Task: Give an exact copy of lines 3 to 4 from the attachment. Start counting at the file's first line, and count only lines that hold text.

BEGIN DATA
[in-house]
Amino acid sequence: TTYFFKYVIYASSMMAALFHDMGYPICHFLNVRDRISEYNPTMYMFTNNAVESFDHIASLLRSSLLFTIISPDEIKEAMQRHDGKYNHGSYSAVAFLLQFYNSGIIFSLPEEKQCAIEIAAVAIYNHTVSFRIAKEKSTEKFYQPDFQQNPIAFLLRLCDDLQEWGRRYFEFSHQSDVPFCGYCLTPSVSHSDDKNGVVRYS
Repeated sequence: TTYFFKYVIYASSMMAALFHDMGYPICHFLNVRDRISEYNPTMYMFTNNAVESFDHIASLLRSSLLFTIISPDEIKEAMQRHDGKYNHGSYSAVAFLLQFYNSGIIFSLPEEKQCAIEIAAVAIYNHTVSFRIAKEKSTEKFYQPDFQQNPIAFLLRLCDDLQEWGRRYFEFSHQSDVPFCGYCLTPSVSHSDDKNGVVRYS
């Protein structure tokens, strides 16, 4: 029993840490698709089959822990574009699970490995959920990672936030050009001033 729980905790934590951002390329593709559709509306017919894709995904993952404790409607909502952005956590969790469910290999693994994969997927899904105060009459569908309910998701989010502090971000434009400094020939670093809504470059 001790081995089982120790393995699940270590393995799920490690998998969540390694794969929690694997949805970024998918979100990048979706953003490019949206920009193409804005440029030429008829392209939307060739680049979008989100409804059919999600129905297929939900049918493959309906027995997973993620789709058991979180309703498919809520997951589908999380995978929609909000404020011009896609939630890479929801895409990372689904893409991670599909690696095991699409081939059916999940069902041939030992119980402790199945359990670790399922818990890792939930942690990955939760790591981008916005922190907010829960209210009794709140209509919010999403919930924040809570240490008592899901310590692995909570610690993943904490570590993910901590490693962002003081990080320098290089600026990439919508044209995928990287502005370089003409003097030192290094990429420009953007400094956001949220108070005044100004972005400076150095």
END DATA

Repeated sequence: TTYFFKYVIYASSMMAALFHDMGYPICHFLNVRDRISEYNPTMYMFTNNAVESFDHIASLLRSSLLFTIISPDEIKEAMQRHDGKYNHGSYSAVAFLLQFYNSGIIFSLPEEKQCAIEIAAVAIYNHTVSFRIAKEKSTEKFYQPDFQQNPIAFLLRLCDDLQEWGRRYFEFSHQSDVPFCGYCLTPSVSHSDDKNGVVRYS
């Protein structure tokens, strides 16, 4: 029993840490698709089959822990574009699970490995959920990672936030050009001033 729980905790934590951002390329593709559709509306017919894709995904993952404790409607909502952005956590969790469910290999693994994969997927899904105060009459569908309910998701989010502090971000434009400094020939670093809504470059 001790081995089982120790393995699940270590393995799920490690998998969540390694794969929690694997949805970024998918979100990048979706953003490019949206920009193409804005440029030429008829392209939307060739680049979008989100409804059919999600129905297929939900049918493959309906027995997973993620789709058991979180309703498919809520997951589908999380995978929609909000404020011009896609939630890479929801895409990372689904893409991670599909690696095991699409081939059916999940069902041939030992119980402790199945359990670790399922818990890792939930942690990955939760790591981008916005922190907010829960209210009794709140209509919010999403919930924040809570240490008592899901310590692995909570610690993943904490570590993910901590490693962002003081990080320098290089600026990439919508044209995928990287502005370089003409003097030192290094990429420009953007400094956001949220108070005044100004972005400076150095």